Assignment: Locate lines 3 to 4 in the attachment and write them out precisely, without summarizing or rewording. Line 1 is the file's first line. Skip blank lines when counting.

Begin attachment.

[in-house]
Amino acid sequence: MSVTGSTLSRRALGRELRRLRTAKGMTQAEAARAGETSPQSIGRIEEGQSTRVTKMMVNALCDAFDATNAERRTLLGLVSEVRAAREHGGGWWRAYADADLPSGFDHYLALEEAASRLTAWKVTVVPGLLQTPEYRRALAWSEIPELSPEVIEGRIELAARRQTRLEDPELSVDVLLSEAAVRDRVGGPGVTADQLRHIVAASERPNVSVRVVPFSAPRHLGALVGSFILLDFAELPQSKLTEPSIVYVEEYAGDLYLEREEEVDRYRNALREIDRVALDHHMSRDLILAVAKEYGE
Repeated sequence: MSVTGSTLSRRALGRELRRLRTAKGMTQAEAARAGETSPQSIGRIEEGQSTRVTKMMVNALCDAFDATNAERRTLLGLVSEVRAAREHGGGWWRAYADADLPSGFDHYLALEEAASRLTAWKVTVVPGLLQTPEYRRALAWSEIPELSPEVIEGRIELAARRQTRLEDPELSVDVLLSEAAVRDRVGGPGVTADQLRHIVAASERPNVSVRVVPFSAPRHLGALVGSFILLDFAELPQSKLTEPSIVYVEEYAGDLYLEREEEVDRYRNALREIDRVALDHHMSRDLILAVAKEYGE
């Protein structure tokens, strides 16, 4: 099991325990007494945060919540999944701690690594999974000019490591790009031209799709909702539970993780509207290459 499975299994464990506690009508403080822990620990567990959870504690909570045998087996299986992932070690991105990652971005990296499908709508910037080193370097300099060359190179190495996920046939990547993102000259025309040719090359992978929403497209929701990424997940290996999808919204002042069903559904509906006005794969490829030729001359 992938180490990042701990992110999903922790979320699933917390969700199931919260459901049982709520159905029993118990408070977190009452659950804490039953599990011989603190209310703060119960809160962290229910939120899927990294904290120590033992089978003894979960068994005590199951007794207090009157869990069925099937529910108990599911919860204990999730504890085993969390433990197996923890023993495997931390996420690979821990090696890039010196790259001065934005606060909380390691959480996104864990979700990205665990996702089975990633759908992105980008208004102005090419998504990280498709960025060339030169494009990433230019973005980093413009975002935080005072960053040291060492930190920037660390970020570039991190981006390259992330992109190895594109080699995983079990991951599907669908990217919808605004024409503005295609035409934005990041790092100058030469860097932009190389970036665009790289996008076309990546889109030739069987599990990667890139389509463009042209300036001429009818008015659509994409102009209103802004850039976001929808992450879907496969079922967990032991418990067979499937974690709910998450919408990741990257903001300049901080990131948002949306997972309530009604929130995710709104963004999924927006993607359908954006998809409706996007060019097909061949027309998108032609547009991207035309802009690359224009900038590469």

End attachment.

Repeated sequence: MSVTGSTLSRRALGRELRRLRTAKGMTQAEAARAGETSPQSIGRIEEGQSTRVTKMMVNALCDAFDATNAERRTLLGLVSEVRAAREHGGGWWRAYADADLPSGFDHYLALEEAASRLTAWKVTVVPGLLQTPEYRRALAWSEIPELSPEVIEGRIELAARRQTRLEDPELSVDVLLSEAAVRDRVGGPGVTADQLRHIVAASERPNVSVRVVPFSAPRHLGALVGSFILLDFAELPQSKLTEPSIVYVEEYAGDLYLEREEEVDRYRNALREIDRVALDHHMSRDLILAVAKEYGE
């Protein structure tokens, strides 16, 4: 099991325990007494945060919540999944701690690594999974000019490591790009031209799709909702539970993780509207290459 499975299994464990506690009508403080822990620990567990959870504690909570045998087996299986992932070690991105990652971005990296499908709508910037080193370097300099060359190179190495996920046939990547993102000259025309040719090359992978929403497209929701990424997940290996999808919204002042069903559904509906006005794969490829030729001359 992938180490990042701990992110999903922790979320699933917390969700199931919260459901049982709520159905029993118990408070977190009452659950804490039953599990011989603190209310703060119960809160962290229910939120899927990294904290120590033992089978003894979960068994005590199951007794207090009157869990069925099937529910108990599911919860204990999730504890085993969390433990197996923890023993495997931390996420690979821990090696890039010196790259001065934005606060909380390691959480996104864990979700990205665990996702089975990633759908992105980008208004102005090419998504990280498709960025060339030169494009990433230019973005980093413009975002935080005072960053040291060492930190920037660390970020570039991190981006390259992330992109190895594109080699995983079990991951599907669908990217919808605004024409503005295609035409934005990041790092100058030469860097932009190389970036665009790289996008076309990546889109030739069987599990990667890139389509463009042209300036001429009818008015659509994409102009209103802004850039976001929808992450879907496969079922967990032991418990067979499937974690709910998450919408990741990257903001300049901080990131948002949306997972309530009604929130995710709104963004999924927006993607359908954006998809409706996007060019097909061949027309998108032609547009991207035309802009690359224009900038590469």